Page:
Are Brandon Knight and Khris Middleton the next Carlos Delfino/Arron Afflalo/Amir Johnson? I doubt it … but I can’t ignore the fact that they’ve played pretty well this month for the Bucks. In today’s Detroit Free Press column, I looked at what the Pistons gave up in the Brandon Jennings trade and, specifically, the need for the team to get much, much better at developing the young players not named Greg Monroe and Andre Drummond that it drafts:
In fact, Knight is actually a perfect highlight of the confused way the organization has attempted to develop talent over the years. Knight, a player who was very raw and erratic and clearly had a lot to learnabout the point guard position in the NBA, was given heavy minutes from the start, while Drummond, a player who was insanely productive from the second he stepped onto the court, had to spend most of last season fighting for scrap minutes behind Jason Maxiell.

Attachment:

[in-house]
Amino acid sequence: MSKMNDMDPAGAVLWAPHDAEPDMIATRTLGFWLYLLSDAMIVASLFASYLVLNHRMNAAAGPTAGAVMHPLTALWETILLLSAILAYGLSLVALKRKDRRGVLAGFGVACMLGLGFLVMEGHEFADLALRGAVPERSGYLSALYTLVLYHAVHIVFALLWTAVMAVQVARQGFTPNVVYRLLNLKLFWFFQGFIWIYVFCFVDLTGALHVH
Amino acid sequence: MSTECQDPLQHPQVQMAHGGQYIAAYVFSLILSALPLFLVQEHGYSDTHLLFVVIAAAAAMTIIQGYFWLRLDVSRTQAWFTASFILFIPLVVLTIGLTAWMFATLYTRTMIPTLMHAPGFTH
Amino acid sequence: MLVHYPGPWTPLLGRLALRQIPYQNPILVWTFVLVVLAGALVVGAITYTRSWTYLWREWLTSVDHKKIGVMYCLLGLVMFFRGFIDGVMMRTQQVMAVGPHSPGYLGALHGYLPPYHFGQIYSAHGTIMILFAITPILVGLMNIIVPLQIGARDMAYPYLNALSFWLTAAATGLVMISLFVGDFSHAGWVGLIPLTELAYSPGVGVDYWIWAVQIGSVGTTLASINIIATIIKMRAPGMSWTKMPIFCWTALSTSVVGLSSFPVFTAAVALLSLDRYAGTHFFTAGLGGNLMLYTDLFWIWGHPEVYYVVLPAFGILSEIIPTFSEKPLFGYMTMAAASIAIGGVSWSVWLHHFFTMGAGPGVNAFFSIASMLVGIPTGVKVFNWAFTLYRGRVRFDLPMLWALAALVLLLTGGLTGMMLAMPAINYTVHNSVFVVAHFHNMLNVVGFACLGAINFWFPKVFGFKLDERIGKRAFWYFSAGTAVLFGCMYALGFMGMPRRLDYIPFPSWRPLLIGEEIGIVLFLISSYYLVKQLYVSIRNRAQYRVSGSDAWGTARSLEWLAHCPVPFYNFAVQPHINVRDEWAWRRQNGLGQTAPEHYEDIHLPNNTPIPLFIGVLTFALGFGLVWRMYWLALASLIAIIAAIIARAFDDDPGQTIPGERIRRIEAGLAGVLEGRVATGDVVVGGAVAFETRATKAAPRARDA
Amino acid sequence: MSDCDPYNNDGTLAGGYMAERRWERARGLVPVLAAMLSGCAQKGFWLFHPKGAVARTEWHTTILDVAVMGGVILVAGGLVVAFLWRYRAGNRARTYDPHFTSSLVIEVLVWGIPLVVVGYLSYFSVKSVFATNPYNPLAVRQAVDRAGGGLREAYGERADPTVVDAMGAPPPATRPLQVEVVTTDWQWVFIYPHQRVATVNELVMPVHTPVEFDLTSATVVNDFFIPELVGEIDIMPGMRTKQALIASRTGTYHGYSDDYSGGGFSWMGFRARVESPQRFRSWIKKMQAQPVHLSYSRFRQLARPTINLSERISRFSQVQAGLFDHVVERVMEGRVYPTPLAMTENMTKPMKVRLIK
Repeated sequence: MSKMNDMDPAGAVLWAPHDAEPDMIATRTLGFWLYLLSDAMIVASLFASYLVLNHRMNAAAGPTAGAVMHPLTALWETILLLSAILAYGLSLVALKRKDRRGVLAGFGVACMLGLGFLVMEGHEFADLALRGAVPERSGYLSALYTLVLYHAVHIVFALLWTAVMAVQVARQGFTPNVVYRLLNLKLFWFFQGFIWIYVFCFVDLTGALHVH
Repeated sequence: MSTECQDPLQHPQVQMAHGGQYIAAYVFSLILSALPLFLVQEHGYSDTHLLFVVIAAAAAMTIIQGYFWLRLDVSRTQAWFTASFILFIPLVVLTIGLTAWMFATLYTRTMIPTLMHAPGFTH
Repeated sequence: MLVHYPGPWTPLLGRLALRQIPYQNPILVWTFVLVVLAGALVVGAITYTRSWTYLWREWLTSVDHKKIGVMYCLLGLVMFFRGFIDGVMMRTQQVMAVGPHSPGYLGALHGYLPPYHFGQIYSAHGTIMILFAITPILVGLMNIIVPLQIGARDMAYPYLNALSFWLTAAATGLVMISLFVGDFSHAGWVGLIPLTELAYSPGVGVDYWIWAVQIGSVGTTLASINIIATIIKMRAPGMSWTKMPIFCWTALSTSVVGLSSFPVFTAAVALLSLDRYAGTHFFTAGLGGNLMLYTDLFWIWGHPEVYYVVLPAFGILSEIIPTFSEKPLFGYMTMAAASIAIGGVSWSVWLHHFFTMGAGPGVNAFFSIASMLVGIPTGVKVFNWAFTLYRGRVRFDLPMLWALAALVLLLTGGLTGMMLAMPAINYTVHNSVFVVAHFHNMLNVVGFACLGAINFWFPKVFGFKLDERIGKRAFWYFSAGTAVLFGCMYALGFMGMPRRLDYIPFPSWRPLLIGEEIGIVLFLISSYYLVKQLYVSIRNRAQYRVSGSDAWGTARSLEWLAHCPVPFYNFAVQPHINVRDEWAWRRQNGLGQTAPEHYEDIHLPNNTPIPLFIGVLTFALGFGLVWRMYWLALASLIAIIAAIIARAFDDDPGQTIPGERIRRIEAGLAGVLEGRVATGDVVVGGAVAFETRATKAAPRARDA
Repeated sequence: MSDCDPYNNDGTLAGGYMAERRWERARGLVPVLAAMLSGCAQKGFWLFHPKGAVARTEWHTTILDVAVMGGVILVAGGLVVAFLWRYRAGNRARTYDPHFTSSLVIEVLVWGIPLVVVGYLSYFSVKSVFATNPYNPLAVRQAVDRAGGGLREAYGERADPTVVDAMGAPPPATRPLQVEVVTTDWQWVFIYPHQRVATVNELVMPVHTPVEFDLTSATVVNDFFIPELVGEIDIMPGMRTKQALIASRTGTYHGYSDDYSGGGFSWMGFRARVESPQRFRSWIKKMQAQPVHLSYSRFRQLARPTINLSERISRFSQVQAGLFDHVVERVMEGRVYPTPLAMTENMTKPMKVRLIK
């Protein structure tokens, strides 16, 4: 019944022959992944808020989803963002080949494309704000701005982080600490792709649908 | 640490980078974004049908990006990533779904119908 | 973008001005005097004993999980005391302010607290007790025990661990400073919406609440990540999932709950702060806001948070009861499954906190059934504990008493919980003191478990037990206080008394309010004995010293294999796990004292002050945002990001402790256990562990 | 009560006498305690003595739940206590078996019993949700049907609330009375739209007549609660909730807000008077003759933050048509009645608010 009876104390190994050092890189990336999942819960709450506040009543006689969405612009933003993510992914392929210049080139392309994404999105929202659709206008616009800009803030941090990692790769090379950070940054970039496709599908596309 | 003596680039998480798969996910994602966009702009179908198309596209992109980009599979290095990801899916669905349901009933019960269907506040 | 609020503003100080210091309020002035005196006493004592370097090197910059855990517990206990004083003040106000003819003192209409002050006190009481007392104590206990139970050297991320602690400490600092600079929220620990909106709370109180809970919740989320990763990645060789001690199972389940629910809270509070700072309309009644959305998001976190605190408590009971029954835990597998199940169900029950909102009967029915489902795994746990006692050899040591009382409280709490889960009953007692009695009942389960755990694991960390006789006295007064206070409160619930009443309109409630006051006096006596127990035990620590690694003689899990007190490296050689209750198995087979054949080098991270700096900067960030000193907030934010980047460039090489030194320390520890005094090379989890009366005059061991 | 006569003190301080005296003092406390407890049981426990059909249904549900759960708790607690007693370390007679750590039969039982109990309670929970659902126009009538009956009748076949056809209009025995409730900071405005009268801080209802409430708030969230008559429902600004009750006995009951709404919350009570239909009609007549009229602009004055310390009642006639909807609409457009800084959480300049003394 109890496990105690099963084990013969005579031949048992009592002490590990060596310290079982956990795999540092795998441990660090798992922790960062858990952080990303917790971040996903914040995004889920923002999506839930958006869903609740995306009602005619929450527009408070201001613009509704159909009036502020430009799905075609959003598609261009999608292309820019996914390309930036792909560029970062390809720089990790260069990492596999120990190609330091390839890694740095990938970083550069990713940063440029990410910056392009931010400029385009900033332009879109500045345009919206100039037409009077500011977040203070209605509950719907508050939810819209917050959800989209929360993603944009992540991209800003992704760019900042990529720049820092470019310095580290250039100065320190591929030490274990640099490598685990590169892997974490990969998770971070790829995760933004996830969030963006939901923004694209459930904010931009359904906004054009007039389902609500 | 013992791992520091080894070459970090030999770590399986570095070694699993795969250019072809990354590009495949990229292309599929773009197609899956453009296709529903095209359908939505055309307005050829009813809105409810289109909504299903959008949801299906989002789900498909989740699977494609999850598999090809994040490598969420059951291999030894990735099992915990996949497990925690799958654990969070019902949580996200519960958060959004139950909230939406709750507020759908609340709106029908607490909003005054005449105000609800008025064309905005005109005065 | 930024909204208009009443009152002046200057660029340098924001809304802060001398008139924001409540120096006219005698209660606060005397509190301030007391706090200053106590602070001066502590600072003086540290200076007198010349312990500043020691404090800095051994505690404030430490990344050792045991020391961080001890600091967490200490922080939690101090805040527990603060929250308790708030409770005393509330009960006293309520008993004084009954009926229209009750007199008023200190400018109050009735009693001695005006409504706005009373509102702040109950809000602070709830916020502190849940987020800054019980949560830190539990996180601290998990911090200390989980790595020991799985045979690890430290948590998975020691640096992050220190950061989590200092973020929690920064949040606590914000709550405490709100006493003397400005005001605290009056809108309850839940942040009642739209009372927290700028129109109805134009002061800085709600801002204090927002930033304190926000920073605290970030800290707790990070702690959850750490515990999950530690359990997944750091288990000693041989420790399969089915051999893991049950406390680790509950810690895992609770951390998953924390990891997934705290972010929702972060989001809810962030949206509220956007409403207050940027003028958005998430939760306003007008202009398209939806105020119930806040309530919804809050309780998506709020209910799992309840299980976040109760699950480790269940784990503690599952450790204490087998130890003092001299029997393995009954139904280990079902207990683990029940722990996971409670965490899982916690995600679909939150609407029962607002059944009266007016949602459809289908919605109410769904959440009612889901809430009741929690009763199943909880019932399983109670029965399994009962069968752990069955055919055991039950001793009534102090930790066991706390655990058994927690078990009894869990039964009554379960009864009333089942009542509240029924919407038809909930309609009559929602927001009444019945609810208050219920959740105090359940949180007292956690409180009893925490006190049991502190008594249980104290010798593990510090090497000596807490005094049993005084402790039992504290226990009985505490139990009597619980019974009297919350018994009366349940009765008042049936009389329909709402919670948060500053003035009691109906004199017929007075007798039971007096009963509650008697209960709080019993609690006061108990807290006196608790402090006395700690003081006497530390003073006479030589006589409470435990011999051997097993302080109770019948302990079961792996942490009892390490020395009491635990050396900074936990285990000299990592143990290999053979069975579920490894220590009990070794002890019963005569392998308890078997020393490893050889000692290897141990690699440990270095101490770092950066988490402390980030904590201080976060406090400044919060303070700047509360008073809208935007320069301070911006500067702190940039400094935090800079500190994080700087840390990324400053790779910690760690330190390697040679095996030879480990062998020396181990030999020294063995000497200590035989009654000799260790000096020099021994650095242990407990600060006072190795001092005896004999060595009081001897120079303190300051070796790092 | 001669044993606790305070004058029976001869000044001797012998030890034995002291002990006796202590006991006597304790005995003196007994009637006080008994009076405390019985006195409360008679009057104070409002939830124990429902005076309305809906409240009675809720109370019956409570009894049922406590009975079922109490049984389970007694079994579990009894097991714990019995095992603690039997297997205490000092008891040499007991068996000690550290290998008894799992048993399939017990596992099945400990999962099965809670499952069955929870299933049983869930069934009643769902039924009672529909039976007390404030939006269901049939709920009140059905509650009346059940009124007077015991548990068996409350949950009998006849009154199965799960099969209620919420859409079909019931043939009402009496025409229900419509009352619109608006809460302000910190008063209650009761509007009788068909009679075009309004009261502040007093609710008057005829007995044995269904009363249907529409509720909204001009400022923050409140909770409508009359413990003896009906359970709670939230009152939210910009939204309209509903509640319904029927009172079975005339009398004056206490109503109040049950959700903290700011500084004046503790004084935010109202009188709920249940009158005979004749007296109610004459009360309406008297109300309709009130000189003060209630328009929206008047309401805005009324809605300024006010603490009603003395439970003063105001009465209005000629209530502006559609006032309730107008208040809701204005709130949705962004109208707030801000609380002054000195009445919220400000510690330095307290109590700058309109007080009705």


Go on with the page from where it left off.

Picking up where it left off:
The point of all this isn’t to lament what a dream world roster devoid of player evaluation mistakes could have looked like. It’s also not to suggest Knight and Middleton are the next Afflalo/Delfino/Johnson in terms of having productive careers in other places. They clearly still have a lot to prove as NBA players. Those players aren’t coming back, so there’s no point in critiquing things that happened years ago.
The Pistons are going to make the playoffs, and that’s worth celebrating after four years of watching arguably the least interesting basketball team in the NBA. But the reality of the new NBA is that teams are not going to remain competitive if they can’t fill out their rotation with productive and affordable talent, which usually comes in the form of young players on rookie deals. The fact that the Pistons will achieve a goal and likely bring playoff basketball back to Michigan this summer is great. But if they’re going to sustain that success, their track record when it comes to developing their own talent has to get dramatically better.